The Big Think

March 21, 2010

Music Lover

Filed under: Music — jasony @ 6:56 am

I am both a lifelong classical-music lover and a member of a generation – the so-called Generation X – that, according to scary graphs recently published by the League of American Orchestras, has yet to show the midlife surge of interest in classical music that previous generations displayed. I went to college with extraordinarily smart people, who knew their art, literature and cinema. But few of them knew classical music. I bring such friends to concerts, and although they are pleased to be there, I often sense a slight disappointment. They admire the music, but the evening in some way falls short. And I ask myself whether the experience could be modified so that their admiration might turn to love…

People often ask whether classical music has become too serious. I sometimes wonder whether it is serious enough. Certainly, it has acquired a veneer of solemnity, but too often that veneer is a cover for business as usual. I dream of the concert hall becoming a more vital, unpredictable environment, in thrall to the wildly diverse personalities of composers and performers alike. The great paradox of modern musical life, whether in the classical or pop arena, is that we both worship our idols and, in a way, straitjacket them. We consign them to cruelly specific roles: a certain rock band is expected to loosen us up, a certain composer is expected to ennoble us. Ah, Mozart; yeah, rock and roll. But what if a rock band wants to make us think and a composer wants to make us dance? Music should be a place where our expectations are shattered.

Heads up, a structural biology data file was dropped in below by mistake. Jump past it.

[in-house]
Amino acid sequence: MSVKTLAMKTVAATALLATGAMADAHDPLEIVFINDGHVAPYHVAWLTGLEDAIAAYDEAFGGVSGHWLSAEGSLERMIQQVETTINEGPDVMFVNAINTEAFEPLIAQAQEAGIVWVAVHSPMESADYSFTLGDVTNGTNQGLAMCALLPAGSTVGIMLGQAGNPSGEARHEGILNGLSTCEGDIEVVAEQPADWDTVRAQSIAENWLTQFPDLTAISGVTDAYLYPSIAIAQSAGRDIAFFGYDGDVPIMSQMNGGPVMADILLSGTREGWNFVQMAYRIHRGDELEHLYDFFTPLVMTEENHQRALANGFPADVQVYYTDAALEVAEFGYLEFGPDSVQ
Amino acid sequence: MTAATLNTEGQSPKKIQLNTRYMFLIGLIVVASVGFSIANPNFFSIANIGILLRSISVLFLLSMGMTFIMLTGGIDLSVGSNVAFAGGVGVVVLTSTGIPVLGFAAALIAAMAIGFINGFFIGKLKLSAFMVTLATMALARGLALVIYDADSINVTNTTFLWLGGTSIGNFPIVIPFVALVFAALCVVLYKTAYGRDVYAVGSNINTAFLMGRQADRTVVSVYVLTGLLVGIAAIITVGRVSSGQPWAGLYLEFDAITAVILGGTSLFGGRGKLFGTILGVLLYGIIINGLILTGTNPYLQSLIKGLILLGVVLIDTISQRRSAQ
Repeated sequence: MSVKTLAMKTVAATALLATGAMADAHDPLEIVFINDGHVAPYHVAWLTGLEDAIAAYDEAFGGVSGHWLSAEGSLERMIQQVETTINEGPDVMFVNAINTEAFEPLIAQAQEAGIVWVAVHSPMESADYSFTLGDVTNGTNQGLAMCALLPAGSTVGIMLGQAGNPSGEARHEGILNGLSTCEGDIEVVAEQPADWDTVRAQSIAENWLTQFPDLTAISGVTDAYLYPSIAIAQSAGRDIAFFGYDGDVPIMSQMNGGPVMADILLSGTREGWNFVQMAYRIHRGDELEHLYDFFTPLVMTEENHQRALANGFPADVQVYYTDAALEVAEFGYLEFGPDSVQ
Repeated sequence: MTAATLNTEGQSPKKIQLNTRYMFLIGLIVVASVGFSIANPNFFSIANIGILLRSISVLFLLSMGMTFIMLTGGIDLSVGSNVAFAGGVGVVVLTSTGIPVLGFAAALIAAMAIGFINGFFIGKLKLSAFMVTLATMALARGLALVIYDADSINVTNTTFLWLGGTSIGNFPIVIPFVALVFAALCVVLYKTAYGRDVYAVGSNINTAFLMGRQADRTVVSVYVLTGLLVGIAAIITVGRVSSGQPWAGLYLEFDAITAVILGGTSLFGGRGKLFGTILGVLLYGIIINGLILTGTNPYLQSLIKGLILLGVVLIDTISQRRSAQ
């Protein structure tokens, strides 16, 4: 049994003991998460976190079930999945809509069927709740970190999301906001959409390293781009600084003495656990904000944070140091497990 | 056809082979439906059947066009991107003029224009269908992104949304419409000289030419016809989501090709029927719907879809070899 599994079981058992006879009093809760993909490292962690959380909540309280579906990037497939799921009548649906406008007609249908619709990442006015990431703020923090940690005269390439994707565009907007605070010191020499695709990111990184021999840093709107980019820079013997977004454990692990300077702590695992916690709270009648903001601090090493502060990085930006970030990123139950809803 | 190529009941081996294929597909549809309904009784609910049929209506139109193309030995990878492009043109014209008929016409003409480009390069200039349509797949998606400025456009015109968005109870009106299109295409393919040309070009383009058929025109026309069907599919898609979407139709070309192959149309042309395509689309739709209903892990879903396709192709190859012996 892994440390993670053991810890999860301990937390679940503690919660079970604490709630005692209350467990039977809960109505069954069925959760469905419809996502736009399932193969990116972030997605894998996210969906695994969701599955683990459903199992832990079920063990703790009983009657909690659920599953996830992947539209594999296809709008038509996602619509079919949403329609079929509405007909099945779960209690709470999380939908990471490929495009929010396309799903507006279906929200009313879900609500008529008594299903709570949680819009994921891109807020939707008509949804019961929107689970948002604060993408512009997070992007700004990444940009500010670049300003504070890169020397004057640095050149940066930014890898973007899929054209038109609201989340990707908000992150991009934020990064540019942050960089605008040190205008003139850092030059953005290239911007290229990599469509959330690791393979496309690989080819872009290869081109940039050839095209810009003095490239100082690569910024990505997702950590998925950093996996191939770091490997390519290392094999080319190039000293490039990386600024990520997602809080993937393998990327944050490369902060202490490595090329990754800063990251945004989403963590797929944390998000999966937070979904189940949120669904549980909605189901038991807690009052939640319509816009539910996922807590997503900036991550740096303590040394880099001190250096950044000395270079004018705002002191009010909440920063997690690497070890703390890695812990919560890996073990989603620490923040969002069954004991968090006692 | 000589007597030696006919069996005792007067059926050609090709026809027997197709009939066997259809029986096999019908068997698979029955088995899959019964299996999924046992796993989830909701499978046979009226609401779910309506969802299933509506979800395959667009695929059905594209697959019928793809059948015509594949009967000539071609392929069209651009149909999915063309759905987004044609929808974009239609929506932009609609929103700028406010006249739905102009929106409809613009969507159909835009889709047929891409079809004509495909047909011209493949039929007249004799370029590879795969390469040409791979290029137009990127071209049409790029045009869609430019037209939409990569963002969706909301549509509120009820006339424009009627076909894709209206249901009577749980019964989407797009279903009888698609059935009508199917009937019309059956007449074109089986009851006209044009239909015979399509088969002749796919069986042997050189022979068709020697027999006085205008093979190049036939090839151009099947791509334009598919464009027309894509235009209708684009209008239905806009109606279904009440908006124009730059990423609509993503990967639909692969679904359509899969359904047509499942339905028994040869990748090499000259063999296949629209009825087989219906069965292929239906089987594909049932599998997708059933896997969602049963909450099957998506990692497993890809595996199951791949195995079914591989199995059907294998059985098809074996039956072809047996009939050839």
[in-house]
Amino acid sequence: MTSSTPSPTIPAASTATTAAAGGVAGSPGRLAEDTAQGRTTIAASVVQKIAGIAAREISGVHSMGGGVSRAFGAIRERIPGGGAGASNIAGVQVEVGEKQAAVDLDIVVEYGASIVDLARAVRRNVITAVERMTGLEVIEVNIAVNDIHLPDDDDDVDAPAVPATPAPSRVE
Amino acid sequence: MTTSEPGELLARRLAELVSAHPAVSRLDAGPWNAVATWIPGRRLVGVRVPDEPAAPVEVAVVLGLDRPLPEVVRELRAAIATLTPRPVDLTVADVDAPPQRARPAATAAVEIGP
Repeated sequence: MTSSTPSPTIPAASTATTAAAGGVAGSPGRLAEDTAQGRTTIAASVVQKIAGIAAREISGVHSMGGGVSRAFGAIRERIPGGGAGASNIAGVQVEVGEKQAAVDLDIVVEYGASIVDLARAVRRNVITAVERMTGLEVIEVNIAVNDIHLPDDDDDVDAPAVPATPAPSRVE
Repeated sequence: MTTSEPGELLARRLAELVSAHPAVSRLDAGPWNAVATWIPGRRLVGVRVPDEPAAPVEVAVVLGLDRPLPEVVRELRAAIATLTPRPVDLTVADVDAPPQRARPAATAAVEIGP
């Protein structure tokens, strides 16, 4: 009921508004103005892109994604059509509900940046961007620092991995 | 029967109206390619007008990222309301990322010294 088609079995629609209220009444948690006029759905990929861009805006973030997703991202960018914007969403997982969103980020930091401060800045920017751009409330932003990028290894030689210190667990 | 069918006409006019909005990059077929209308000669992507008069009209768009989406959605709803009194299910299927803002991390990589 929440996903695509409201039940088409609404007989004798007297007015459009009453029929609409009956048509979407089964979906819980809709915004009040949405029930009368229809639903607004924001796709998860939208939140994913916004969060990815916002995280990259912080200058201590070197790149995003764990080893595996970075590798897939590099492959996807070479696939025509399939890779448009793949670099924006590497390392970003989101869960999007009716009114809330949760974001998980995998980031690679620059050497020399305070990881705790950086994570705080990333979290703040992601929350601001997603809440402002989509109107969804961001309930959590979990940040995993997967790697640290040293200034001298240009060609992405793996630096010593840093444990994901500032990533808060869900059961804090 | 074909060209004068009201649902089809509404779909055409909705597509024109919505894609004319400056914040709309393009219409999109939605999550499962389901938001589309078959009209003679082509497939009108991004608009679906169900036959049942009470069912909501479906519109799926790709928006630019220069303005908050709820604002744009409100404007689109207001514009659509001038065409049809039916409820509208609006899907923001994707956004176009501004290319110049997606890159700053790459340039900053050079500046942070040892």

Enthusiasm in the concert hall. (h/t Barry)

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